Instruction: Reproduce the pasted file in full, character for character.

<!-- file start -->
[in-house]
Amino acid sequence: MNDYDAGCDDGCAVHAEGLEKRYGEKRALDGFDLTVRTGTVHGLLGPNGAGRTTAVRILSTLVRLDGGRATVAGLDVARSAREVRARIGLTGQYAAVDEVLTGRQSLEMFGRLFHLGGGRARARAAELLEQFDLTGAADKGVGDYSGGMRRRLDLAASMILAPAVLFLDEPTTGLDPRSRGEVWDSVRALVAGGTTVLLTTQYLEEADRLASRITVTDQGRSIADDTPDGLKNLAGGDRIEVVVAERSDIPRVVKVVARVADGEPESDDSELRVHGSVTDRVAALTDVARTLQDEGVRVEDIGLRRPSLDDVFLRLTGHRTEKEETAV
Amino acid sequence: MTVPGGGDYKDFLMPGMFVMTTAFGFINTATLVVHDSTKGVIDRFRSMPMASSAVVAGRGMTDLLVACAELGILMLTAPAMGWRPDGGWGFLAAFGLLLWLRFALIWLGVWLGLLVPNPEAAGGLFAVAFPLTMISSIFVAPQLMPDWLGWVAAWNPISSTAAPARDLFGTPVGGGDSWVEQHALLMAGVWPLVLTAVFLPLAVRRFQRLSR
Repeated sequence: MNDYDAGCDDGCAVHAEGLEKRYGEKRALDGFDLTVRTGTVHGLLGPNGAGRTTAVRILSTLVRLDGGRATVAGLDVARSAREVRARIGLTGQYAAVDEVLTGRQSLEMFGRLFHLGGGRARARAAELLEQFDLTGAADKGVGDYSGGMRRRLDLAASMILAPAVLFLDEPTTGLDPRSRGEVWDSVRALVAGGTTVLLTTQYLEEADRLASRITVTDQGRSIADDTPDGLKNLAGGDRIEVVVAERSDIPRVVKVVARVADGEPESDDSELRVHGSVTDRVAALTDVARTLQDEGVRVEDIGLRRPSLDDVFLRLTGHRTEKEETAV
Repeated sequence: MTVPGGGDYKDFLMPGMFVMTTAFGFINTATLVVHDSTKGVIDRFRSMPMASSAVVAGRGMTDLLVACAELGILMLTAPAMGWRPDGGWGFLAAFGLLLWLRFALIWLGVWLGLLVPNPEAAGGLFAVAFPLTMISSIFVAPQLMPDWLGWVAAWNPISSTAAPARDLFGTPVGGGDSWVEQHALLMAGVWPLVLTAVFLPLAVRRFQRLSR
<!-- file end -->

[in-house]
Amino acid sequence: MNDYDAGCDDGCAVHAEGLEKRYGEKRALDGFDLTVRTGTVHGLLGPNGAGRTTAVRILSTLVRLDGGRATVAGLDVARSAREVRARIGLTGQYAAVDEVLTGRQSLEMFGRLFHLGGGRARARAAELLEQFDLTGAADKGVGDYSGGMRRRLDLAASMILAPAVLFLDEPTTGLDPRSRGEVWDSVRALVAGGTTVLLTTQYLEEADRLASRITVTDQGRSIADDTPDGLKNLAGGDRIEVVVAERSDIPRVVKVVARVADGEPESDDSELRVHGSVTDRVAALTDVARTLQDEGVRVEDIGLRRPSLDDVFLRLTGHRTEKEETAV
Amino acid sequence: MTVPGGGDYKDFLMPGMFVMTTAFGFINTATLVVHDSTKGVIDRFRSMPMASSAVVAGRGMTDLLVACAELGILMLTAPAMGWRPDGGWGFLAAFGLLLWLRFALIWLGVWLGLLVPNPEAAGGLFAVAFPLTMISSIFVAPQLMPDWLGWVAAWNPISSTAAPARDLFGTPVGGGDSWVEQHALLMAGVWPLVLTAVFLPLAVRRFQRLSR
Repeated sequence: MNDYDAGCDDGCAVHAEGLEKRYGEKRALDGFDLTVRTGTVHGLLGPNGAGRTTAVRILSTLVRLDGGRATVAGLDVARSAREVRARIGLTGQYAAVDEVLTGRQSLEMFGRLFHLGGGRARARAAELLEQFDLTGAADKGVGDYSGGMRRRLDLAASMILAPAVLFLDEPTTGLDPRSRGEVWDSVRALVAGGTTVLLTTQYLEEADRLASRITVTDQGRSIADDTPDGLKNLAGGDRIEVVVAERSDIPRVVKVVARVADGEPESDDSELRVHGSVTDRVAALTDVARTLQDEGVRVEDIGLRRPSLDDVFLRLTGHRTEKEETAV
Repeated sequence: MTVPGGGDYKDFLMPGMFVMTTAFGFINTATLVVHDSTKGVIDRFRSMPMASSAVVAGRGMTDLLVACAELGILMLTAPAMGWRPDGGWGFLAAFGLLLWLRFALIWLGVWLGLLVPNPEAAGGLFAVAFPLTMISSIFVAPQLMPDWLGWVAAWNPISSTAAPARDLFGTPVGGGDSWVEQHALLMAGVWPLVLTAVFLPLAVRRFQRLSR